It was Brentford who started brightest with Mads releasing no fewer than three long throws that troubled the Saints defence. Their goalkeeper Alex McCarthy was involved in a series of scrapes, crashing into Tariqe Fosu and getting a booking, relying on a defender to clear off the line from Bryan Mbeumo, missing a corner but saving from Tariqe and Bryan again. Saints best chance came when they hit the post and Luke Daniels grabbed the rebound. Had that gone in this could have become a very different game, but as it was Brentford responded with two goals before half-time.

The first came from a corner taken by Mbeumo. As it came over from the left the figure of Christian Norgaard could be seen flying through the air, rather like Peter Pan on a wire in a pantomime, and completely unmarked. He met the cross perfectly and it crashed into the net for his first goal for Brentford in a competitive game.The second also came from the left when Fosu turned inside and slipped the ball forward to Shandon Baptiste. Rather than pass to Marcus Forss in the box he crossed it deeper to Josh Dasilva who was all set up to direct it powerfully past McCarthy.

Southampton Head Coach Ralph Hasenhüttl went down the tunnel at half time in a right strop and his mood wasn’t much better at the start of the start of the second half when Daniels saved a header that was looping in, Goode stopped Ings scoring and Ward-Prowse put one over the bar. In comparison Thomas Frank was the calmest man in this particular house, the 32,000 St Mary’s Stadium which one member of the Brentford delegation thought was the quietest venue we’d played at behind closed doors. The Southampton officials were noticeably silent as their team made few inroads against their lower division visitors.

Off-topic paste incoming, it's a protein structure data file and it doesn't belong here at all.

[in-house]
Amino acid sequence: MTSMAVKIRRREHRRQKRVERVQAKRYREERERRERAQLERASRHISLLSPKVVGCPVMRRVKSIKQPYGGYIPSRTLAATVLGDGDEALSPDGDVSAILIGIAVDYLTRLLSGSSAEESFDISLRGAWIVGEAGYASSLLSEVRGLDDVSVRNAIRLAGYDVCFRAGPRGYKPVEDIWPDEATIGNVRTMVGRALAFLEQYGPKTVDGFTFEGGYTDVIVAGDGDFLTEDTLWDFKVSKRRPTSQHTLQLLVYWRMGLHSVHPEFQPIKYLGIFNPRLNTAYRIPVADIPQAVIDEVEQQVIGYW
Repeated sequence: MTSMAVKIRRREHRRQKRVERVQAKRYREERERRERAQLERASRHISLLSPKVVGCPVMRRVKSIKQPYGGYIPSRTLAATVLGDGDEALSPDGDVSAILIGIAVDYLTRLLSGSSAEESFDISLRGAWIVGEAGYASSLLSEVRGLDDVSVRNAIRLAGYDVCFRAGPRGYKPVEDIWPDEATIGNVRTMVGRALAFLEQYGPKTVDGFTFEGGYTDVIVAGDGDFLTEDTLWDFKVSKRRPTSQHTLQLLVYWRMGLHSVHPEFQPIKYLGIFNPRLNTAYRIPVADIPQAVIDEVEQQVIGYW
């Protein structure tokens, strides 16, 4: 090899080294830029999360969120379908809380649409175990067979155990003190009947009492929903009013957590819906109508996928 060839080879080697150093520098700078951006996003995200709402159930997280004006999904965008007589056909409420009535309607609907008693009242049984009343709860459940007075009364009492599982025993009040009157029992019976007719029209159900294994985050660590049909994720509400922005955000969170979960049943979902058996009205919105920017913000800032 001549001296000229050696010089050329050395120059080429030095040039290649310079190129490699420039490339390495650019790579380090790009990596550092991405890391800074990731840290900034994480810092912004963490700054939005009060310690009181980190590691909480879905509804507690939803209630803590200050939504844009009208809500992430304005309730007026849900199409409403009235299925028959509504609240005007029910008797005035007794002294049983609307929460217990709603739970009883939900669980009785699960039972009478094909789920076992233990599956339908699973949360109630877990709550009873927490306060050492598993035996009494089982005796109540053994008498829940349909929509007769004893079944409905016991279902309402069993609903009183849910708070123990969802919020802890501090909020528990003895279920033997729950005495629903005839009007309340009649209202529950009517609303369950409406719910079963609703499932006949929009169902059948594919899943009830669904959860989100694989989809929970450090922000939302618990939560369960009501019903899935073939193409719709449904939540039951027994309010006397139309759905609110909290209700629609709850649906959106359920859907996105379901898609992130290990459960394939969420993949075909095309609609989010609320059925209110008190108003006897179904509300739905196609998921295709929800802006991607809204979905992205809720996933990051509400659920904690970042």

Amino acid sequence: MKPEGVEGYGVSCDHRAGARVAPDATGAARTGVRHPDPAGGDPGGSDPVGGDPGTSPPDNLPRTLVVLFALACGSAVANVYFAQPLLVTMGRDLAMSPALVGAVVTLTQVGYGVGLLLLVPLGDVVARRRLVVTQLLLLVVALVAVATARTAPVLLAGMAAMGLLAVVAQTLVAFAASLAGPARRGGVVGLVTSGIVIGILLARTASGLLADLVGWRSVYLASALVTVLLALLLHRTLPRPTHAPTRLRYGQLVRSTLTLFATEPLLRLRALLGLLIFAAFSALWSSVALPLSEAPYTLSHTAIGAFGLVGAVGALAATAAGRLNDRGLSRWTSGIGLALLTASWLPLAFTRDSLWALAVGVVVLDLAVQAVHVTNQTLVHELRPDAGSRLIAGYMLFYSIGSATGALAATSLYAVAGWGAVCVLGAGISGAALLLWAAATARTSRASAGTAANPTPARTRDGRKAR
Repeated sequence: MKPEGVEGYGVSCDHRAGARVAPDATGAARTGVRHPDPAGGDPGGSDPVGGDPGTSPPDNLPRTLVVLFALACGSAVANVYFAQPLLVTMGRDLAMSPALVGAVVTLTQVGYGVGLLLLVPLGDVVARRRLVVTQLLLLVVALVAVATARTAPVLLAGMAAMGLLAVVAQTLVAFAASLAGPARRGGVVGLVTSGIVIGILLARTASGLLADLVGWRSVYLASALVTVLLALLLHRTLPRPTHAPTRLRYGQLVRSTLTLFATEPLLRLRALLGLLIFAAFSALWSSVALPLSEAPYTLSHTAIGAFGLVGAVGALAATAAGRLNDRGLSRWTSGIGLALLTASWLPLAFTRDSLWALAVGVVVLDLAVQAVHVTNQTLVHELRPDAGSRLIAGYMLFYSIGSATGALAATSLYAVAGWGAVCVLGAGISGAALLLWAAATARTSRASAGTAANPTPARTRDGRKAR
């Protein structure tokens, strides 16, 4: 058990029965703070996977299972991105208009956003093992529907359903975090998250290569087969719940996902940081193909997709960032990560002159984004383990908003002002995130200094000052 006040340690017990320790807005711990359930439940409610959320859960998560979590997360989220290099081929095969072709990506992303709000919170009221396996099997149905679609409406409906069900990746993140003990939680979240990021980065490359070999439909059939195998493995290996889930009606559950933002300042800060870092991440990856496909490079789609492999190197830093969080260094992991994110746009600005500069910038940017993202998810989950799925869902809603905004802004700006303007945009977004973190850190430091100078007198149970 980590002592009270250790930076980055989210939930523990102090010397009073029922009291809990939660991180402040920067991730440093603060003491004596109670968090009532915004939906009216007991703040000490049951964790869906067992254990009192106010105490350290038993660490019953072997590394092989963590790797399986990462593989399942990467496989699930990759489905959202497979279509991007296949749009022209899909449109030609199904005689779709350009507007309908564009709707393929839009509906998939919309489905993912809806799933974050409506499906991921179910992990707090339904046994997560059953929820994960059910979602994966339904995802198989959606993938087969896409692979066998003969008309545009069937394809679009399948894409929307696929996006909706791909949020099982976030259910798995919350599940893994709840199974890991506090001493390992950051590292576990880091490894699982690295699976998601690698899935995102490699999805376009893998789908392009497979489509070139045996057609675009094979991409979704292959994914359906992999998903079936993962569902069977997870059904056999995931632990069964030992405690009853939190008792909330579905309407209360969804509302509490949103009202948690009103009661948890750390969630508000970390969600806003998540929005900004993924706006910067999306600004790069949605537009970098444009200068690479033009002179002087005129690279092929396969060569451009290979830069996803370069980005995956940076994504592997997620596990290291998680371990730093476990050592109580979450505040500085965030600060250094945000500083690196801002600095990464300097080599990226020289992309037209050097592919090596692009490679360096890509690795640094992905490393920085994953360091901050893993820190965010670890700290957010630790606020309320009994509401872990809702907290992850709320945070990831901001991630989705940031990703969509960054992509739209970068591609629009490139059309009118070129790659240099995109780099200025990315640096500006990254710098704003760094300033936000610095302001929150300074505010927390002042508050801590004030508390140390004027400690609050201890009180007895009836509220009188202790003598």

Brentford held their shape very well and relied on counter-attacks. But they were also confident enough not to retreat too far into defence, Thomas Frank could be heard shouting ‘Stay High’. Goode and Sorensen never looked out-classed, Charlie showed his power in the air, but there’s work to be done on his distribution. Baptiste looked a good and more muscular replacement for Mathias Jensen and Marcus Forss ran for 77 minutes but for me the best player on the pitch was Bryan Mbeumo, likely to be the only survivor of last year’s BMW attack. We’ve grown used to him either fading or being substituted in the final quarter, a touch of COVID in the run-in was possibly a factor, but in this game he was at full power in attack and defence for the full 90 minutes.

After the game Thomas Frank talked of Brentford’s ‘tactical flexibility’, explaining that knowing of the Saints’s preference for pressing he had switched to a longer ball policy and it had paid off with both goals originating from those tactics.

One of the Brentford delegation wondered afterwards ‘when did Brentford last win two League Cup games in succession?’. ‘When we were last in the third round’ came the answer. WBA away are up next .Then came the news that owner Matthew Benham’s other team, Danish side FC Midtjylland, had won  as well, in the qualifying third round of the Champions League. That means they have a place at the very least in the Europa League and one more win will take them into the Champions League. Not a bad night’s work for Matthew’s men.

Southampton: McCarthy; Walker-Peters, Stevens, Bednarek, Bertrand; Romeu; Tella (sub Obafemi 84 mins), Ward-Prowse, Redmond (Djenepo); Ings, Adams (Long)

Brentford: Daniels; Dalsgaard, Goode, Sørensen, Thompson (Henry); Baptiste, Nørgaard, Dasilva (Marcondes); Mbeumo, Forss (Dervişoğlu), Fosu



On last year’s opening day in the Championship, in the first game of the final season at Griffin Park, the Blues beat the Bees with their only shot on target, a header from outside the box that looped past David Raya . This year’s opening match saw Brentford again lose by a header, this time past Brentford’s number two keeper, deputising for an ‘injured’ Raya. This was not the freak result of last year, Birmingham earned their win but Brentford had more chances and with better execution should have won it.